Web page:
Bad Golf Takes Lots of Balls: But Which Ones? - PROOZY

Bad Golf Takes Lots of Balls: But Which Ones?

It’s the time of year we golfers in the Midwest dread, WINTER! But along with the freezing temps, blistering cold winds and snowfall, come the holidays of giving.  Generally, that means every golfer worth his divot repair tool will receive a dozen golf balls as a gift.  Most of the time, these gifts will be a dozen Titleist Pro V1 or Pro V1x.  While Pro V1s may seem like a great gift (after all they are the #1 ball in golf and quite pricey), those well-meaning folks are most likely doing you a disservice.  Why might you ask?  Let’s face facts, your game may not be tour quality and those Pro V1s may be costing you distance and accuracy. 

complicated car helps golf

Your car helps you drive, why not your golf ball?

Sure, touring professionals and the best amateurs in the world may play the Titleist Pro V1 or the V1x, but I’m guessing you are neither of those!  You are most likely the average golfer and the average golfer usually needs some help with distance, direction or both.  Why not get some of that help from the golf ball you play?  Seriously, the automobile you’re taking to and from the golf course helps your drive, let your golf ball do the same.  Just like there are cars that keep you in your lane, avoid collisions and run on small amounts of energy, there are golf balls designed to help you hit it further, straighter and produce more power with less energy!

300 yard sign

I know! I know! You already hit it 300 yards!

The biggest fib I hear during my lessons is students telling me they drive the ball 300 yards.  Apparently, everyone has tour length! Just in case you’re not one of those lucky few and could use a few more yards down the fairway, here is my list of the best golf balls for the average golfer.  I based this list on price, performance, playability and feedback from my students.  They are in no specific order.

  1. Callaway SuperSoft - $21.99 dozen - The SuperSoft golf ball is a low compression, two-piece ball with a softer cover. This ball with help you hit longer drives that find more fairways.  It will also be soft enough to have a little touch around the greens and not feel like a stone coming off the putter face.  The SuperSoft comes in traditional white and a few fun colors like orange, pink, yellow and blue.
  2. Bridgestone e6 - $28.99 dozen - The e6 ball is available in 2 models, Speed and Soft. Both models offer longer, straighter drives with less spin.  The Soft adds a touch of greenside control.  They are available in white and yellow.  BONUS…since the e6 is changing for 2019 and the e12 is being added to fill its old spot in Bridgestone’s line-up, you can readily find these on sale for $19-22 a dozen!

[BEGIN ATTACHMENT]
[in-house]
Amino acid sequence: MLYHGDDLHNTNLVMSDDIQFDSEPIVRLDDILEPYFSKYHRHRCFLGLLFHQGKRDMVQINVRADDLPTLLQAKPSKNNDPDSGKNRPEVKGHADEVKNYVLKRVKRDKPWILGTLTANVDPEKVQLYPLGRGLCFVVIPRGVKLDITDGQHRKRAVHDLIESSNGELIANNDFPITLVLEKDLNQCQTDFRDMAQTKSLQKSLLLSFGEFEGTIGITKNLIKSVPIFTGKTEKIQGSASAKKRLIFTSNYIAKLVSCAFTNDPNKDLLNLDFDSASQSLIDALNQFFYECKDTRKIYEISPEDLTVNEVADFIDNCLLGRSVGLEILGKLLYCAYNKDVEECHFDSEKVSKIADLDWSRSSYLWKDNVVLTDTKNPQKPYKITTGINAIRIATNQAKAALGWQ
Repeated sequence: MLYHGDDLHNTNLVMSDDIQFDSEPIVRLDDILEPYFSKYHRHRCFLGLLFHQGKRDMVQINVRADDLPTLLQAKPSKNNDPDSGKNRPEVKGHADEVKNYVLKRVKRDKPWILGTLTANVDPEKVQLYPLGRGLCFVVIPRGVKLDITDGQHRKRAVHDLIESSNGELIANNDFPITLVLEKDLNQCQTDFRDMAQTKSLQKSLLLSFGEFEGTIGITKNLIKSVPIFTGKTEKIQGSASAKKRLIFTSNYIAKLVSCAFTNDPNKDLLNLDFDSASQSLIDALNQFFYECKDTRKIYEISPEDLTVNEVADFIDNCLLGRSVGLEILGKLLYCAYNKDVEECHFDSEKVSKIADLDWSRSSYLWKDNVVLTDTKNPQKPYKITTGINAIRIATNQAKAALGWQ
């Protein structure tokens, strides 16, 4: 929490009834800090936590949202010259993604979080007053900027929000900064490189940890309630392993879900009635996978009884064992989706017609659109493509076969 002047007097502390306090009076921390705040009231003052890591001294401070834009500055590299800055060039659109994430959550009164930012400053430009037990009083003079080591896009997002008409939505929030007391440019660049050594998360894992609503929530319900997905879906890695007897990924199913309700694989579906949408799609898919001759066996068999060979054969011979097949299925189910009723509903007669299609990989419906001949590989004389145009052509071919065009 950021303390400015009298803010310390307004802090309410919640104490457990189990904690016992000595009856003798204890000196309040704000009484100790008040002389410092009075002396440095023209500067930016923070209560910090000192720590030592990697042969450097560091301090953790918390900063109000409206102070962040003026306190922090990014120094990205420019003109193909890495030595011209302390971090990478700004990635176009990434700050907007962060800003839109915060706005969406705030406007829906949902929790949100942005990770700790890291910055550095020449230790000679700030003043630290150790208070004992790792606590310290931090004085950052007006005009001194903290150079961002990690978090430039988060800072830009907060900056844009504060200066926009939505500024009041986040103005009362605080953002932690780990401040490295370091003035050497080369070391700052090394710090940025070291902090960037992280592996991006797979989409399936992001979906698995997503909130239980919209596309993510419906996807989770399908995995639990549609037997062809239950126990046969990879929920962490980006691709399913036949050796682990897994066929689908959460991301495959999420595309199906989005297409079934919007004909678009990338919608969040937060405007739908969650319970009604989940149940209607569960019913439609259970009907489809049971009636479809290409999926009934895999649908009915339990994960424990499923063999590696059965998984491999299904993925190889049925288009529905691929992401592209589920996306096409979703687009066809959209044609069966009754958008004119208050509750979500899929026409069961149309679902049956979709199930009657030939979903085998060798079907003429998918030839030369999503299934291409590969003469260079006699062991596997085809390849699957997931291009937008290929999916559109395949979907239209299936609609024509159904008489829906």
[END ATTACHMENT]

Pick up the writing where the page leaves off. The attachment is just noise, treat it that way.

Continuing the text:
3. Srixon Soft Feel - $19.99 dozen - Srixon’s Soft Feel is an amazing ball for $20 dozen. In its 11th generation, the ball has a super soft cover with a low compression core.  The Soft Feel should help most players launch the ball higher off the tee with less spin.  The new dimple pattern helps keep the ball straighter and more accurate even in the wind.  It is available in white and tour yellow while the Soft Feel Lady is available in white and pink.
  4. Volvik Vivid - $32.99 dozen – Volvik has long had a reputation for producing balls for the average golfer. When they introduced the matte finish Vivid, they again knocked it out of the park.  While it is the most expensive of the balls I recommend, it has some great qualities. First, the matte finish really helps make the ball more visible both in the air and on the ground (less lost golf balls).  Secondly, Volvik offers the ball in 10 colors, Green, White, Red, Yellow, Orange, Sherbert Orange, Pink, Blue, Mint and Purple.  Fun and Functional!

A few side notes about the list.

  1. Yes I know it says SHERBERT Orange. That’s 100% on Volvik.  The color is actually labelled Sherbert Orange.
  2. Word around the industry is that more matte finish balls are on the way. Both the Callaway SuperSoft and the Bridgestone e12 are slated to have matte finishes in 2019.
  3. There are many more golf balls that fit into this segment. What I recommend to most of my students are balls that have low spin off the longer clubs, a softer feel and a low compression.

If you still feel the need to play a ball that costs $45-50 dozen, please don’t use it as an excuse to hunt for 15 minutes for your lost ball!

1 comment

Would like a comparison of Callaway supersoft vs Titliest tour soft

Bob coons

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